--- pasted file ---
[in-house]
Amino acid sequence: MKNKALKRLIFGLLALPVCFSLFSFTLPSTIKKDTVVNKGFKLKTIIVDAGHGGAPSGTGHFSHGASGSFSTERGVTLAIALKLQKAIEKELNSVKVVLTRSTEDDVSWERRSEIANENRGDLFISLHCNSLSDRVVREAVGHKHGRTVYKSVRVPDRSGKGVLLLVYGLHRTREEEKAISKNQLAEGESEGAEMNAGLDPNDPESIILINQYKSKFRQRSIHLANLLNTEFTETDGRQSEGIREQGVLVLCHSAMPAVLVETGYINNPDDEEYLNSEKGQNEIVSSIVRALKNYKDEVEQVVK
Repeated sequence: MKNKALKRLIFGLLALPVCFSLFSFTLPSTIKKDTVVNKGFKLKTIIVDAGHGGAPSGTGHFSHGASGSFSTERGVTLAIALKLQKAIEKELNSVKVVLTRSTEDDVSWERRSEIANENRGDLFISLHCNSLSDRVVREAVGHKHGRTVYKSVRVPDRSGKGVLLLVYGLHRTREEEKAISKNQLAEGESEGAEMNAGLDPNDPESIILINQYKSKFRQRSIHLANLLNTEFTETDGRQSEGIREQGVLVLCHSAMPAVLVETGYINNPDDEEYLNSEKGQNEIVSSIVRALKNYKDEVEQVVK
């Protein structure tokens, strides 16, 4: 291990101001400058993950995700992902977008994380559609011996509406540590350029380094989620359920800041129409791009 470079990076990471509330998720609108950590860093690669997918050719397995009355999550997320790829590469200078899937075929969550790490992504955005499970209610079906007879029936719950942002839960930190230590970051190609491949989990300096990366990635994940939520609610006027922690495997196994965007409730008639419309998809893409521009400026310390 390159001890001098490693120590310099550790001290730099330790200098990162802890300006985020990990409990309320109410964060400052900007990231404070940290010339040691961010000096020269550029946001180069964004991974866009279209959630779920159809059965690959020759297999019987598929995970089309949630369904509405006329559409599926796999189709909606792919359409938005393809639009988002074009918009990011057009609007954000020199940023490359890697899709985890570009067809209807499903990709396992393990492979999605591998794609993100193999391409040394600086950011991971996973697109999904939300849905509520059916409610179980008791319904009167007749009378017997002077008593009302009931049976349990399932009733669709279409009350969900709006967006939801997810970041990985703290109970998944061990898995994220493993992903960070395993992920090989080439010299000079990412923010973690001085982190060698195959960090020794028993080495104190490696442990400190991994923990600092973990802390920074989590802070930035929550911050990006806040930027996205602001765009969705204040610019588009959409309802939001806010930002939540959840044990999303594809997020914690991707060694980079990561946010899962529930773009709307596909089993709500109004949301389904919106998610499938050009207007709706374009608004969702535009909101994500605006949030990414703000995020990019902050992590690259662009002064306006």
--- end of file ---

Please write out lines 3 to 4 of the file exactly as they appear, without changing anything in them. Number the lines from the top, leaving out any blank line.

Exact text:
Repeated sequence: MKNKALKRLIFGLLALPVCFSLFSFTLPSTIKKDTVVNKGFKLKTIIVDAGHGGAPSGTGHFSHGASGSFSTERGVTLAIALKLQKAIEKELNSVKVVLTRSTEDDVSWERRSEIANENRGDLFISLHCNSLSDRVVREAVGHKHGRTVYKSVRVPDRSGKGVLLLVYGLHRTREEEKAISKNQLAEGESEGAEMNAGLDPNDPESIILINQYKSKFRQRSIHLANLLNTEFTETDGRQSEGIREQGVLVLCHSAMPAVLVETGYINNPDDEEYLNSEKGQNEIVSSIVRALKNYKDEVEQVVK
């Protein structure tokens, strides 16, 4: 291990101001400058993950995700992902977008994380559609011996509406540590350029380094989620359920800041129409791009 470079990076990471509330998720609108950590860093690669997918050719397995009355999550997320790829590469200078899937075929969550790490992504955005499970209610079906007879029936719950942002839960930190230590970051190609491949989990300096990366990635994940939520609610006027922690495997196994965007409730008639419309998809893409521009400026310390 390159001890001098490693120590310099550790001290730099330790200098990162802890300006985020990990409990309320109410964060400052900007990231404070940290010339040691961010000096020269550029946001180069964004991974866009279209959630779920159809059965690959020759297999019987598929995970089309949630369904509405006329559409599926796999189709909606792919359409938005393809639009988002074009918009990011057009609007954000020199940023490359890697899709985890570009067809209807499903990709396992393990492979999605591998794609993100193999391409040394600086950011991971996973697109999904939300849905509520059916409610179980008791319904009167007749009378017997002077008593009302009931049976349990399932009733669709279409009350969900709006967006939801997810970041990985703290109970998944061990898995994220493993992903960070395993992920090989080439010299000079990412923010973690001085982190060698195959960090020794028993080495104190490696442990400190991994923990600092973990802390920074989590802070930035929550911050990006806040930027996205602001765009969705204040610019588009959409309802939001806010930002939540959840044990999303594809997020914690991707060694980079990561946010899962529930773009709307596909089993709500109004949301389904919106998610499938050009207007709706374009608004969702535009909101994500605006949030990414703000995020990019902050992590690259662009002064306006």